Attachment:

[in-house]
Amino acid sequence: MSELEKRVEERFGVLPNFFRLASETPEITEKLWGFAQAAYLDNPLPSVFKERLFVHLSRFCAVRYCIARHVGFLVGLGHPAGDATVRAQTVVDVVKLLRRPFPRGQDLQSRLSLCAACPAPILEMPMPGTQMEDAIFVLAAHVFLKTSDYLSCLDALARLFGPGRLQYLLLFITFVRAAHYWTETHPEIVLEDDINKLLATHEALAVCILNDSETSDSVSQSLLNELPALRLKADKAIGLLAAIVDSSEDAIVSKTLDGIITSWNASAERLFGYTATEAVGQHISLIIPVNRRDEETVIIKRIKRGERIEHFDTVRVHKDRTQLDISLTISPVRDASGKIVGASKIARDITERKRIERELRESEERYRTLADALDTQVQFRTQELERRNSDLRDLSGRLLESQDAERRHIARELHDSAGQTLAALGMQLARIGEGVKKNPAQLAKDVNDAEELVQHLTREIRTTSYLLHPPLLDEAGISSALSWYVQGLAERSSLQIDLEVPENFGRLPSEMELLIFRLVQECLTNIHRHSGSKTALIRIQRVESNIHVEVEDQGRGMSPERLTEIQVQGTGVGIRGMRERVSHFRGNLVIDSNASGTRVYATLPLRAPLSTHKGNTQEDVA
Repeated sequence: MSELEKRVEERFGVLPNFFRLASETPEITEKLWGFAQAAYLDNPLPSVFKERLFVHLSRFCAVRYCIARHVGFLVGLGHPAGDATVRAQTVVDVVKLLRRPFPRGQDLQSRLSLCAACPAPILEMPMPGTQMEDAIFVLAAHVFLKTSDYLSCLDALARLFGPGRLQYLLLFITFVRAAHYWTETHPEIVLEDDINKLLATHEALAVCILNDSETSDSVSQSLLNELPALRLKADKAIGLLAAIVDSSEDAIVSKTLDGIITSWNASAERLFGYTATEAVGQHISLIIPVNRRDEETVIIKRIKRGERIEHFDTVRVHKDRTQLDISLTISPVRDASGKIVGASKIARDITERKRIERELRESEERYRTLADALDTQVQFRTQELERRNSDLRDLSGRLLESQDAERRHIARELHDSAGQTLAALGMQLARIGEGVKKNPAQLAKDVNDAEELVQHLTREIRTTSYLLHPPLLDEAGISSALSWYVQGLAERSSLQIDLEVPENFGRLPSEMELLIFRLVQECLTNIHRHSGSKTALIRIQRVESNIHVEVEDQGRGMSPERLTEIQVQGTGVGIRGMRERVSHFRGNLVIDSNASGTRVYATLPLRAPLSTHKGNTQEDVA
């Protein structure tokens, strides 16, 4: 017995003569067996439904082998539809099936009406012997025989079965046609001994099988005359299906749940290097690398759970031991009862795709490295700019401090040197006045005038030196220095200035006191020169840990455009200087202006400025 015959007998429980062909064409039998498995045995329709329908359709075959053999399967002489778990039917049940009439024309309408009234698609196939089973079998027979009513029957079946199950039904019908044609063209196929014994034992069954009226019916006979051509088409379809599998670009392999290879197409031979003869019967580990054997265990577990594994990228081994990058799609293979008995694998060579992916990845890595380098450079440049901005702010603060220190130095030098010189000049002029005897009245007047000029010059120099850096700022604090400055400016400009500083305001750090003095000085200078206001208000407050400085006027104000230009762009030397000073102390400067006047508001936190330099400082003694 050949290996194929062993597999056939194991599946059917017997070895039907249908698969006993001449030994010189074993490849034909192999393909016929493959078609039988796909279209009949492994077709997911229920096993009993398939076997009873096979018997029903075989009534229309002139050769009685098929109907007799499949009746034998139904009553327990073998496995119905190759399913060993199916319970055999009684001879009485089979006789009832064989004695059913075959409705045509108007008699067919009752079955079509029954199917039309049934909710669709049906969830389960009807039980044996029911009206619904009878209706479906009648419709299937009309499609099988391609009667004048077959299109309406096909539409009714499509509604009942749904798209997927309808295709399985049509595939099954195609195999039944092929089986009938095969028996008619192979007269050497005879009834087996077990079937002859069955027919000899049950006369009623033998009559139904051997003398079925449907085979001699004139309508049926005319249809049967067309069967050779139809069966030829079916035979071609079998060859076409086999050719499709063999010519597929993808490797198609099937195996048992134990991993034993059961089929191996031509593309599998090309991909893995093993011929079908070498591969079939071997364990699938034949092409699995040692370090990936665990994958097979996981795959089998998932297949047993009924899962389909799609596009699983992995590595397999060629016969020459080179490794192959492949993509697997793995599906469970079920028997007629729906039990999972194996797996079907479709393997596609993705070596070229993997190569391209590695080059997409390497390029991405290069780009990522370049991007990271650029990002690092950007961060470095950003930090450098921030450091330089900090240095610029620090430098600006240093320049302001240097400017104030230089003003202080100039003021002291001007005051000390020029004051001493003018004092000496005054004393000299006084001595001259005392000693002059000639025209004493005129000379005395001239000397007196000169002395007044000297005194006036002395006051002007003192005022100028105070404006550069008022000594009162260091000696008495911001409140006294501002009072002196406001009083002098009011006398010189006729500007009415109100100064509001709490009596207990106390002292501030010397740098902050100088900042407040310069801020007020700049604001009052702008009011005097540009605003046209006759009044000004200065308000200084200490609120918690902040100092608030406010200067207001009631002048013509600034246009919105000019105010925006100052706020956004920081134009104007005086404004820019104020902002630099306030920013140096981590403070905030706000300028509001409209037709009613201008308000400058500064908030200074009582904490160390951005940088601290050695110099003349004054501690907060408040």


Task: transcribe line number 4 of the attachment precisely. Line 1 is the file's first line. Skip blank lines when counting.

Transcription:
């Protein structure tokens, strides 16, 4: 017995003569067996439904082998539809099936009406012997025989079965046609001994099988005359299906749940290097690398759970031991009862795709490295700019401090040197006045005038030196220095200035006191020169840990455009200087202006400025 015959007998429980062909064409039998498995045995329709329908359709075959053999399967002489778990039917049940009439024309309408009234698609196939089973079998027979009513029957079946199950039904019908044609063209196929014994034992069954009226019916006979051509088409379809599998670009392999290879197409031979003869019967580990054997265990577990594994990228081994990058799609293979008995694998060579992916990845890595380098450079440049901005702010603060220190130095030098010189000049002029005897009245007047000029010059120099850096700022604090400055400016400009500083305001750090003095000085200078206001208000407050400085006027104000230009762009030397000073102390400067006047508001936190330099400082003694 050949290996194929062993597999056939194991599946059917017997070895039907249908698969006993001449030994010189074993490849034909192999393909016929493959078609039988796909279209009949492994077709997911229920096993009993398939076997009873096979018997029903075989009534229309002139050769009685098929109907007799499949009746034998139904009553327990073998496995119905190759399913060993199916319970055999009684001879009485089979006789009832064989004695059913075959409705045509108007008699067919009752079955079509029954199917039309049934909710669709049906969830389960009807039980044996029911009206619904009878209706479906009648419709299937009309499609099988391609009667004048077959299109309406096909539409009714499509509604009942749904798209997927309808295709399985049509595939099954195609195999039944092929089986009938095969028996008619192979007269050497005879009834087996077990079937002859069955027919000899049950006369009623033998009559139904051997003398079925449907085979001699004139309508049926005319249809049967067309069967050779139809069966030829079916035979071609079998060859076409086999050719499709063999010519597929993808490797198609099937195996048992134990991993034993059961089929191996031509593309599998090309991909893995093993011929079908070498591969079939071997364990699938034949092409699995040692370090990936665990994958097979996981795959089998998932297949047993009924899962389909799609596009699983992995590595397999060629016969020459080179490794192959492949993509697997793995599906469970079920028997007629729906039990999972194996797996079907479709393997596609993705070596070229993997190569391209590695080059997409390497390029991405290069780009990522370049991007990271650029990002690092950007961060470095950003930090450098921030450091330089900090240095610029620090430098600006240093320049302001240097400017104030230089003003202080100039003021002291001007005051000390020029004051001493003018004092000496005054004393000299006084001595001259005392000693002059000639025209004493005129000379005395001239000397007196000169002395007044000297005194006036002395006051002007003192005022100028105070404006550069008022000594009162260091000696008495911001409140006294501002009072002196406001009083002098009011006398010189006729500007009415109100100064509001709490009596207990106390002292501030010397740098902050100088900042407040310069801020007020700049604001009052702008009011005097540009605003046209006759009044000004200065308000200084200490609120918690902040100092608030406010200067207001009631002048013509600034246009919105000019105010925006100052706020956004920081134009104007005086404004820019104020902002630099306030920013140096981590403070905030706000300028509001409209037709009613201008308000400058500064908030200074009582904490160390951005940088601290050695110099003349004054501690907060408040």